Primary C Concepts: Preprocessor Directives

Last Updated : 10 July, 2022 · 2 min read

articles banner image

Preprocessor directives offer a lot of advantages and flexibility to a C programmer. Before diving into specific instances of preprocessor directives, we would benefit from understanding what a preprocessor is.

A preprocessor is a program that processes our written code before compilation. During this process, preprocessor will explicitly look for preprocessor directives and follow their instructions. At the time of compilation, the preprocessor will have modified the code in the program accordingly to the found directives.

Some of the most relevant preprocessor directives are:

1. Defining symbols: #define and #unset

Defining symbols, that is #define and #undef are instructions that are dealt with by the preprocessor. A good way to identify these or any other preprocessor directives, for that matter, is the # symbol at the beginning of the instruction and a lack of ; at the end.

The preprocessor directive #define, as the name suggests, allows us to define constant values and expressions.

Example of #define in C code:

# include <stdio.h>
# define CONSTANT 1

int main ( void )
if ( CONSTANT == 1 )
printf ("CONSTANT is defined" ); //program prints this line
printf ("CONSTANT is not defined" );
return 0 ;

In the C code example above, we are defining a constant. This constant, thus cannot be modified during the runtime of the program. However, it is accessible during runtime because the preprocessor replaced the constant name CONSTANT everywhere in our program with the assigned value of 1

The #define can define expressions, too. Expressions, in turn, can take varying programs. To better understand this consider the code example below for a moment:

# include <stdio.h>
# define PRODUCT(a,b) ((a) * (b))

int main ( void )
printf ( "%d", PRODUCT(10, 5) ); //prints 50
return 0 ;

The preprocessor directive #undef has opposing functionality to the discussed #define directive. Since #undef undefines or removes constant values and expressions that were defined by the #define.

#undef PRODUCT

2. Content inclusion: #include

The #include directive is used in most C programs because it marks the place in the program where this directive needs to be replaced with the contents of the specified filename. Let's say our program contains this line of code #include <stdio.h>. The preprocessor will run before compilation of the program, it will notice this line of code and replace it with all the data that is inside the <stdio.h> library. This allows the program to access all the functions in the runtime that this library contains.

Filename or library name can be specified inside angle brackets ( < > ) or inside double quotes. In the former case (#include <stdio.h>), the proprocessor expects and checks for this file inside the standard library. In the latter case (#include "our_header.h"), the preprocessor will firstly check for this file at user defined locations and will only check inside the standard library whenever user defined locations do not contain the specified file.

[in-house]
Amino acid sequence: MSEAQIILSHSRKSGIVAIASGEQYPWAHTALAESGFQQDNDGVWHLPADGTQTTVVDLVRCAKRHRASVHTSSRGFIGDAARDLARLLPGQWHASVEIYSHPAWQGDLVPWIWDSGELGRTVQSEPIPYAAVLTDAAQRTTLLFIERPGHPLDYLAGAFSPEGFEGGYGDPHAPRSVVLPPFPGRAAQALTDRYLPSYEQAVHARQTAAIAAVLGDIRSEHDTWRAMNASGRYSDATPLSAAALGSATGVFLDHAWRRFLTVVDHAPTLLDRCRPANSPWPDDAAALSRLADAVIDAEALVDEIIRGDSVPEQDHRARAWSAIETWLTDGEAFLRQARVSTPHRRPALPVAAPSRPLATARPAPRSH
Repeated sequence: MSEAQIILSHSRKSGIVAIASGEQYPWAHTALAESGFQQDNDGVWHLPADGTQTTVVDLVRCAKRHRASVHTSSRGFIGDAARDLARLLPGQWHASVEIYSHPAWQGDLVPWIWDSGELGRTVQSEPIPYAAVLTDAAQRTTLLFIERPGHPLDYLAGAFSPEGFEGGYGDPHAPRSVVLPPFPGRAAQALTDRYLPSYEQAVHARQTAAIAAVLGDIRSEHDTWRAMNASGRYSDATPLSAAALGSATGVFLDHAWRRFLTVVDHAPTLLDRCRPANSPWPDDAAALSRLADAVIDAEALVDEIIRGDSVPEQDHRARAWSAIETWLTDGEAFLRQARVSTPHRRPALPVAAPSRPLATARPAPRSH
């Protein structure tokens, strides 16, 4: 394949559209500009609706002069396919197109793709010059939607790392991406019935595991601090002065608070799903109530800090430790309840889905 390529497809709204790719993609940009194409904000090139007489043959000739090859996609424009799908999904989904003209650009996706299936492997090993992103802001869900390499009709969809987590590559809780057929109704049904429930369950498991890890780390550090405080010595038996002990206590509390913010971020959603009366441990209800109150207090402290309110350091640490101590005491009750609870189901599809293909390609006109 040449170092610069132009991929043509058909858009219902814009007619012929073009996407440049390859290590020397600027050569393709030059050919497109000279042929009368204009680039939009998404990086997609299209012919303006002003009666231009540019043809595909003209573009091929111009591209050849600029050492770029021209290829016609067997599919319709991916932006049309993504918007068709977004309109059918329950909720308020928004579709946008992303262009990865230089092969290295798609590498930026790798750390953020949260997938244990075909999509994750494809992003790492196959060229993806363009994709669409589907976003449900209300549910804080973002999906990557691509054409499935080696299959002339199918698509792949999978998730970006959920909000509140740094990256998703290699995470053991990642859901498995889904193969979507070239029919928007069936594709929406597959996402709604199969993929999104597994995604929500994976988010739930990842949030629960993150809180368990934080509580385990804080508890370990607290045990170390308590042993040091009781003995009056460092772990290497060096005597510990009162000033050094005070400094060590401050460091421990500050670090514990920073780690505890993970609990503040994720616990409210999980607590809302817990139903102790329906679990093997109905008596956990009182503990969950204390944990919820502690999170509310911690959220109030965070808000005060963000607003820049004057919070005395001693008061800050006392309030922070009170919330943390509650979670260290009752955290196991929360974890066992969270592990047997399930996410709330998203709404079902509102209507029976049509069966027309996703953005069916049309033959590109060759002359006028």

3. Conditional compilation: #ifndef, #ifdef and #endif

Both #ifdef and #ifndef directives are typically used for different purposes, yet both need to be closed with an #endif directive. The #ifndef directive is commonly used as a header guard. You can check this in the C code example below:

# ifndef HEADER
# define HEADER
int functional_definition( void );
# endif

Here we are checking if HEADER is not defined. On such an occassion #ifndef returns true. Which makes the lines of C code wrapped inside the #ifndef and #endif directives compilable.

Notice the #define HEADER (On line 2). This previously discussed directive will define HEADER constant. The next time this header file gets called, HEADER will be defined and the #ifndef HEADER will return false. Which will prevent the same information being compiled again. Our header is now guarded, all thanks to #ifndef and #endif preprocessor directives.

With the #ifdef the whole idea is rather similar to that of #ifndef. The difference is that the former returns true if the constant is, in fact, defined and false if it is not. This is useful for multi device applications because it allows to enable certain parts of the code depending on the device that runs the program.

4. File instruction: #pragma

The #pragma preprocessor directive is useful in large programs. This directive has the effect on the compiler's behaviour by specifying instructions to certain operating system. A widely supported instruction across many systems is once.

Including #pragma once at the top of your header file provides a guard from multiple compilations. You have already seen how to achieve this result in the Conditional compilation: #ifndef, #ifdef and the #endif section above. Note that you do not need to use both directive methods for the same purpose.

5. Quiz of reader's knowledge

Quiz : Preprocessor Directives in C

1For what purpose is #pragma once used?

2Which preprocessor directive returns true when the constant is not defined?

3If the value of #include is written in double quotes, as in #define "stdio.h",

quiz completed!


Feel free to share your achievement below!